Blogger and stay-at-home dad Adam Hall knows he fills a non-traditional role. He would like you to understand exactly what that role is — once he figures it out himself.
I am not a mother, in case that post title was somewhat misleading. I am a father. But I may not be one in the traditional sense of the word. As a stay-at-home Dad, and blogger about such things, I am at the forefront of the online men’s movement to become more like women. Wait, that was misleading too. We don’t want to become more like women; we want to become more like people. We want recognition that man are not aggressive bundles of testosterone and that women are not beautiful objects that produce food and children. Or not just those things. We want to be able to explore all of the parts of ourselves. We want the cultural freedom to be whole.
So here I am, trying to be all progressive, but even in my own mind I have a long way to go. I have not fully replaced the words “mother” and “father” with the word “parent” when it comes to tasks and roles. And while it has become much more acceptable for women to assume “manly” chores, like working at jobs, wearing pants, or sportsing, it has not become as permissible for men to do lady things, like interior decorating, wearing dresses, or using Pinterest. We are just not there yet. And I have to continually remind myself that I can do “mother” things, even though I am, clinically, male.
This past week I have been really craving some homemade chocolate chip cookies. Now, let me lay a few facts out for you. I am the baker in the family. I make the Christmas cookies. I make the pies. I make everything except the banana bread, because my wife does that. It is delicious. I am not messing with that formula. But overall, I do the baking. I have loved baking ever since I was a kid and would spend hours in the kitchen with my mother, making cookies, pies, cinnamon rolls, donuts, and all sorts of other goodies. We would always have some sort of baked good for dessert that we had made. And now I am an adult, and time has progressed to January, 2015, and I am sitting in my house wishing that we had some of those treats around. And I did not make any. I bought some at Costco instead.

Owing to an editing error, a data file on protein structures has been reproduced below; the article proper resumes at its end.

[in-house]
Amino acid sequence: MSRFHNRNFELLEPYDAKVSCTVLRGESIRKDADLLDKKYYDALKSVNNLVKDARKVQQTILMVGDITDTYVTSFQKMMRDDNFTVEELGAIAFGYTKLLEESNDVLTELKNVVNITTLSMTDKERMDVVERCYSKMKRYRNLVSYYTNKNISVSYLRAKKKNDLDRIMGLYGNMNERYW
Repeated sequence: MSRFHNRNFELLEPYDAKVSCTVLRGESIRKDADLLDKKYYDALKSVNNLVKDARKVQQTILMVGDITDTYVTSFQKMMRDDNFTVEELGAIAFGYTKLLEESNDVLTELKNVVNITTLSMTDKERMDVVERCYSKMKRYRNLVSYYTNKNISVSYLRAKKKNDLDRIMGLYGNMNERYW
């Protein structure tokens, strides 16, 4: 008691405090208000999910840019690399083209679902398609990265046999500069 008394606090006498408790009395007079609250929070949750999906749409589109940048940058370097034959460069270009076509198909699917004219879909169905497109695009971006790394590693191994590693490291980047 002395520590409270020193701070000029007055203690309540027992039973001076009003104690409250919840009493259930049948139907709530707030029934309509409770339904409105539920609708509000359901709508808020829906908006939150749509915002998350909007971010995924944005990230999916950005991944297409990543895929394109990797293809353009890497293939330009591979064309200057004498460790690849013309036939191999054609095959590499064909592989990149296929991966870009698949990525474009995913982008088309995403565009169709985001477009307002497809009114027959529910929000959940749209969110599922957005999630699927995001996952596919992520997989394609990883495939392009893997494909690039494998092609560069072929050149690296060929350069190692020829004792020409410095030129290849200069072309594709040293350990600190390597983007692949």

I did not make any, not because I did not have the time or the ingredients, but because my vision of who was supposed to make those cookies included a woman in an apron, face covered with flour and smiles and love. Despite all of them facts I just listed, mothers make the chocolate chip cookies, and I am not a mother. But I am a mother. Words are changing. Times are changing. Mother really has two definitions, one literal and one cultural. I am not literally a mother, which is to say a female parent, but I am closer to our traditional cultural definition of mother than I am to a father. I have taken on the homemaking role. I do most of the chores. I am home when the kids get back from school and I give them snacks and send them to play outside so I can vacuum. I do these things because my wife has to go to the office for an important meeting with the executive vice-president about budgets. We are a 1950s couple in reverse. But not really.
In reality, we share both roles. I have a job too. In fact, I have at least three of them at any given time. I play video games and laser tag and watch the Super Bowl. I roughhouse. I am a father. My wife bakes banana bread. She takes the children to doctor’s appointments and reads them stories and tucks them in and shares her love of movie musicals with them. She nurtures them. She is a mother. So it’s really time for these definitions to go away. We are both parents. She is the female mother and I am the male father, but everything else is just parenting. I can make the cookies. She can make the money. And we can both love our kids and do everything we can to provide for them and raise them right. The details and task breakdown of this mighty endeavor ought to be the last thing we separate out by gender. Now I just have to finish convincing my brain.
Originally appeared on Tenor Dad.
Photo: Flickr/Alex & Rachel Johnson